On the difference between cladistics and phenetics, that is, evolutionary taxonomy

I see that many web surfers reach this blog by searching for “the difference between cladistics and phenetics”. I guess the reason is that this difference is what cladistics love to use to contrast its class-realism (ie, search for “natural groups”) against approaches that are nominalistic (ie, eiher understand that such “natural groups” are ulimately paradoxically contradictory or simply don’t believe in them). This lumps rationality (ie, nominalism) with disbelief in evolution, thereby leaving cladistics as the only phylogenetic approach.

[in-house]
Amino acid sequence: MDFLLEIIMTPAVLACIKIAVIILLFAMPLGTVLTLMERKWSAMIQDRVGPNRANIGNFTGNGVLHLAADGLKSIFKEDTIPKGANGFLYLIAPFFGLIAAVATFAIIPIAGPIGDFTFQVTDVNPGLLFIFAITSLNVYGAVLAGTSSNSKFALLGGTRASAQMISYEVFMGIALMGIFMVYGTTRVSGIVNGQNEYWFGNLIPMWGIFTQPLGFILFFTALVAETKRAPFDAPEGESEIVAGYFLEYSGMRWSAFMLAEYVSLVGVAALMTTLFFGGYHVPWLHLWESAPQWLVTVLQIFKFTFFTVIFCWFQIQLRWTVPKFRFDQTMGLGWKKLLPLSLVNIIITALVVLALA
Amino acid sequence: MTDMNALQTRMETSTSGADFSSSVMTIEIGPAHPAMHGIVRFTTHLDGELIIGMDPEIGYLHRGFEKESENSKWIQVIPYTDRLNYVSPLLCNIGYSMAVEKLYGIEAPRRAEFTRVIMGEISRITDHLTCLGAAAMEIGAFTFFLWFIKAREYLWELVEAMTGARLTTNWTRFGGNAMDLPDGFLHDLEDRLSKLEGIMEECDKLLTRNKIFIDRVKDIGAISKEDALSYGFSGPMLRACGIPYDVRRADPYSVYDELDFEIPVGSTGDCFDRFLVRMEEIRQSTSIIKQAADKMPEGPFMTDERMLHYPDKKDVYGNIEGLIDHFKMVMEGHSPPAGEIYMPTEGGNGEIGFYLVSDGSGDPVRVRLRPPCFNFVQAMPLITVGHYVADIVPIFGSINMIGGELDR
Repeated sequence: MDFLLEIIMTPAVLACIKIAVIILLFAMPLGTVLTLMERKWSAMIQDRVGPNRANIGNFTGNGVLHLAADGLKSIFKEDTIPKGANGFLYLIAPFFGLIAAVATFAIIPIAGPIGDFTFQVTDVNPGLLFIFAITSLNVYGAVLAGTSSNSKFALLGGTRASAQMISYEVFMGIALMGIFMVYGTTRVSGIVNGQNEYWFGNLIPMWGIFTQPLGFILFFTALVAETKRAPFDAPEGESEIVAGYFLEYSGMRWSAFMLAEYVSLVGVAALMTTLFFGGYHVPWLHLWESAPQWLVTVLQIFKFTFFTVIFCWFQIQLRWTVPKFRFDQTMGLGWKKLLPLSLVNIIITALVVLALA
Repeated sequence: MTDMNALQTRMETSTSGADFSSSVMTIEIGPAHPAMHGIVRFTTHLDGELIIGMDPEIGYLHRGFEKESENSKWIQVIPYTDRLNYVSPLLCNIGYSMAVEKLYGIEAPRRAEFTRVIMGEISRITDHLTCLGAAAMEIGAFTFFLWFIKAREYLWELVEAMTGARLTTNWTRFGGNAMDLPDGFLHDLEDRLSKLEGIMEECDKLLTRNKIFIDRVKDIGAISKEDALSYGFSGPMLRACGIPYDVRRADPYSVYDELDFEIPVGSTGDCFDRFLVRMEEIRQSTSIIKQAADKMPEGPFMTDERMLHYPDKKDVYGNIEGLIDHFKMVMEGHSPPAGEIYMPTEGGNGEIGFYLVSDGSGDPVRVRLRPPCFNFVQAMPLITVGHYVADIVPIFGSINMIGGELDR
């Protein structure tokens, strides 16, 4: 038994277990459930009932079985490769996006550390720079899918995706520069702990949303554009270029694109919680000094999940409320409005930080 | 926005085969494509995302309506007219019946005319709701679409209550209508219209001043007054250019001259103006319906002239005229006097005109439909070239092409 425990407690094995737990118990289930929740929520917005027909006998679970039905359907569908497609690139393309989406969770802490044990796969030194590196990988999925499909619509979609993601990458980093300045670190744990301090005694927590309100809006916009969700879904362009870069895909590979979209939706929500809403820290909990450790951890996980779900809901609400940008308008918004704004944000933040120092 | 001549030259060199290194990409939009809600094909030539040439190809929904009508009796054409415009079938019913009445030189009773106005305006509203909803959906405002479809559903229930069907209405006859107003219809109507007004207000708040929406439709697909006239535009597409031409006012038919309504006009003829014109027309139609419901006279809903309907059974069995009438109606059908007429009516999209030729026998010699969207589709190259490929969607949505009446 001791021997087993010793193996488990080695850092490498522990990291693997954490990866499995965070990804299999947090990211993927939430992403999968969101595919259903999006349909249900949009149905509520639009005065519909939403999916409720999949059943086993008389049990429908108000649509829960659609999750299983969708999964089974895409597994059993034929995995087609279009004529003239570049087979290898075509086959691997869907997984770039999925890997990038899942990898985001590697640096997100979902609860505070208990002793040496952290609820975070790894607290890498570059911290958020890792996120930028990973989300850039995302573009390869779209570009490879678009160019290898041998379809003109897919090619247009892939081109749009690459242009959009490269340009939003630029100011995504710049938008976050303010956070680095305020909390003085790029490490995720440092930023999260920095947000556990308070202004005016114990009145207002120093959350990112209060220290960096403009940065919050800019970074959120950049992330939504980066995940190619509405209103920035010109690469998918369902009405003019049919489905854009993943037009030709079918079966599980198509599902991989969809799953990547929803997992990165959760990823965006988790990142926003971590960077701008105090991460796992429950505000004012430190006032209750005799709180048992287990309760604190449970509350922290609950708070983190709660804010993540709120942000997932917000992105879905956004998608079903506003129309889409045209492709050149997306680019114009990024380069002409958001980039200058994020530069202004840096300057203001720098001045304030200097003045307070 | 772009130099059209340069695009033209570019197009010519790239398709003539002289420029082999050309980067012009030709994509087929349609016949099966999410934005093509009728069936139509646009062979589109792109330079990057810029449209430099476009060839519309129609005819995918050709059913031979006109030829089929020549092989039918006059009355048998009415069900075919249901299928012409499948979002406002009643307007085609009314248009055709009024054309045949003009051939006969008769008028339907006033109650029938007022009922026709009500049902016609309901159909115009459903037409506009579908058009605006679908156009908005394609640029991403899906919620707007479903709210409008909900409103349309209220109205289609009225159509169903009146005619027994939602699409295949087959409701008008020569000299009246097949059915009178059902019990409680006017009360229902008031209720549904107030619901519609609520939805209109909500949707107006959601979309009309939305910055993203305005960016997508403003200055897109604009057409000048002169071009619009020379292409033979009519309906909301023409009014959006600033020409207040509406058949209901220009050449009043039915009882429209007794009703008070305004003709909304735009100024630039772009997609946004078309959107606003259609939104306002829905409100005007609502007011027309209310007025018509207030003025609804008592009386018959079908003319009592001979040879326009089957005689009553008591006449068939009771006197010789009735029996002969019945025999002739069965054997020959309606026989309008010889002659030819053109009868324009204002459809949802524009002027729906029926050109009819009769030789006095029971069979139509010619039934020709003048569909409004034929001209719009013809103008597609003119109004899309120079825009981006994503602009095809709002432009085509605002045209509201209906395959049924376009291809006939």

However, understanding that such “natural groups” are ulimately paradoxically contradictory is not the same objection to cladistics as disbelief in evolution is.  The understanding simply denies cladistics’ assumption that there is “a single true tree of life”, whereas the disbelief denies the idea of evolution. Between cladists and disbelievers in evolution is actually the rational position: to accept evolution but deny that evolution can be described both consistently and unambiguously at the same time, which is called evolutionary taxonomy. Evolutionary taxonomy is thus both phenetic and phylogenetic by accepting an evolutionary context, but at the same time understanding that this context can’t be both consistently and unambiguously described at the same time. We can be consistent and we can be unambiguous, but we can’t be both consistent and unambiguous at the same time. Consistency simply excludes unambiguity, and vice versa, on the contrary to what cladistics assumes as an axiom (and moreover defines).


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